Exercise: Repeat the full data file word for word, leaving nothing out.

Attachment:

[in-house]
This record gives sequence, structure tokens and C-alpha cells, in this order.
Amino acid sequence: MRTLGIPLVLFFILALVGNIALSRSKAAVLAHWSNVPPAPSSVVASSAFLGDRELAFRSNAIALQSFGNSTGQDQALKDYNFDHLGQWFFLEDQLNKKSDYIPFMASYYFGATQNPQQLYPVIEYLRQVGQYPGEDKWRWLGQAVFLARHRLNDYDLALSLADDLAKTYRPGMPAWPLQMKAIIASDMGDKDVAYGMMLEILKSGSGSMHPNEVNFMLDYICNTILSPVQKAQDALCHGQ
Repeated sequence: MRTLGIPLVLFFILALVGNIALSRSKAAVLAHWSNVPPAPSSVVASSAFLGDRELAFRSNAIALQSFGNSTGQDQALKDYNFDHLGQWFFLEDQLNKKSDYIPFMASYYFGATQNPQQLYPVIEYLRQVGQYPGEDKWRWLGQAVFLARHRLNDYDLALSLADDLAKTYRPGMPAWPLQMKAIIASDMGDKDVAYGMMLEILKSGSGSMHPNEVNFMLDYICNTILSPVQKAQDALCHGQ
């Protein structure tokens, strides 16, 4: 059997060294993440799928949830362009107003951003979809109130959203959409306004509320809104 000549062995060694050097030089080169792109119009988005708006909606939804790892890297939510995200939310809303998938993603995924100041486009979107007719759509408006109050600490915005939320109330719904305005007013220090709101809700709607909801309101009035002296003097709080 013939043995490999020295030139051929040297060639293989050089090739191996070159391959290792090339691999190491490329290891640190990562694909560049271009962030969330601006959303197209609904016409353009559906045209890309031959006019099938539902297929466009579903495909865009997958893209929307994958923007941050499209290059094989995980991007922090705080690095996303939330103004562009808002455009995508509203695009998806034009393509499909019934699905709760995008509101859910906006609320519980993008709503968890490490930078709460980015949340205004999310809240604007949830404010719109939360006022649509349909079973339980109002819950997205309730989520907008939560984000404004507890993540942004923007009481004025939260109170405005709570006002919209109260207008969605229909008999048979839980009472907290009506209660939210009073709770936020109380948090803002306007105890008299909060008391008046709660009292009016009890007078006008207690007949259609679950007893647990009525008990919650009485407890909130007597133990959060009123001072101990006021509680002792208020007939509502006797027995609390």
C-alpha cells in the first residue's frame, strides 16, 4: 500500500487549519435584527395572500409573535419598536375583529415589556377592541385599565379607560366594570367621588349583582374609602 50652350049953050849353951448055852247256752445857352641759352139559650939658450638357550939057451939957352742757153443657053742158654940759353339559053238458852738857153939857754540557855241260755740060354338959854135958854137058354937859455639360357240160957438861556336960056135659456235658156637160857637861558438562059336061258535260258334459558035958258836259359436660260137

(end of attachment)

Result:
[in-house]
This record gives sequence, structure tokens and C-alpha cells, in this order.
Amino acid sequence: MRTLGIPLVLFFILALVGNIALSRSKAAVLAHWSNVPPAPSSVVASSAFLGDRELAFRSNAIALQSFGNSTGQDQALKDYNFDHLGQWFFLEDQLNKKSDYIPFMASYYFGATQNPQQLYPVIEYLRQVGQYPGEDKWRWLGQAVFLARHRLNDYDLALSLADDLAKTYRPGMPAWPLQMKAIIASDMGDKDVAYGMMLEILKSGSGSMHPNEVNFMLDYICNTILSPVQKAQDALCHGQ
Repeated sequence: MRTLGIPLVLFFILALVGNIALSRSKAAVLAHWSNVPPAPSSVVASSAFLGDRELAFRSNAIALQSFGNSTGQDQALKDYNFDHLGQWFFLEDQLNKKSDYIPFMASYYFGATQNPQQLYPVIEYLRQVGQYPGEDKWRWLGQAVFLARHRLNDYDLALSLADDLAKTYRPGMPAWPLQMKAIIASDMGDKDVAYGMMLEILKSGSGSMHPNEVNFMLDYICNTILSPVQKAQDALCHGQ
């Protein structure tokens, strides 16, 4: 059997060294993440799928949830362009107003951003979809109130959203959409306004509320809104 000549062995060694050097030089080169792109119009988005708006909606939804790892890297939510995200939310809303998938993603995924100041486009979107007719759509408006109050600490915005939320109330719904305005007013220090709101809700709607909801309101009035002296003097709080 013939043995490999020295030139051929040297060639293989050089090739191996070159391959290792090339691999190491490329290891640190990562694909560049271009962030969330601006959303197209609904016409353009559906045209890309031959006019099938539902297929466009579903495909865009997958893209929307994958923007941050499209290059094989995980991007922090705080690095996303939330103004562009808002455009995508509203695009998806034009393509499909019934699905709760995008509101859910906006609320519980993008709503968890490490930078709460980015949340205004999310809240604007949830404010719109939360006022649509349909079973339980109002819950997205309730989520907008939560984000404004507890993540942004923007009481004025939260109170405005709570006002919209109260207008969605229909008999048979839980009472907290009506209660939210009073709770936020109380948090803002306007105890008299909060008391008046709660009292009016009890007078006008207690007949259609679950007893647990009525008990919650009485407890909130007597133990959060009123001072101990006021509680002792208020007939509502006797027995609390």
C-alpha cells in the first residue's frame, strides 16, 4: 500500500487549519435584527395572500409573535419598536375583529415589556377592541385599565379607560366594570367621588349583582374609602 50652350049953050849353951448055852247256752445857352641759352139559650939658450638357550939057451939957352742757153443657053742158654940759353339559053238458852738857153939857754540557855241260755740060354338959854135958854137058354937859455639360357240160957438861556336960056135659456235658156637160857637861558438562059336061258535260258334459558035958258836259359436660260137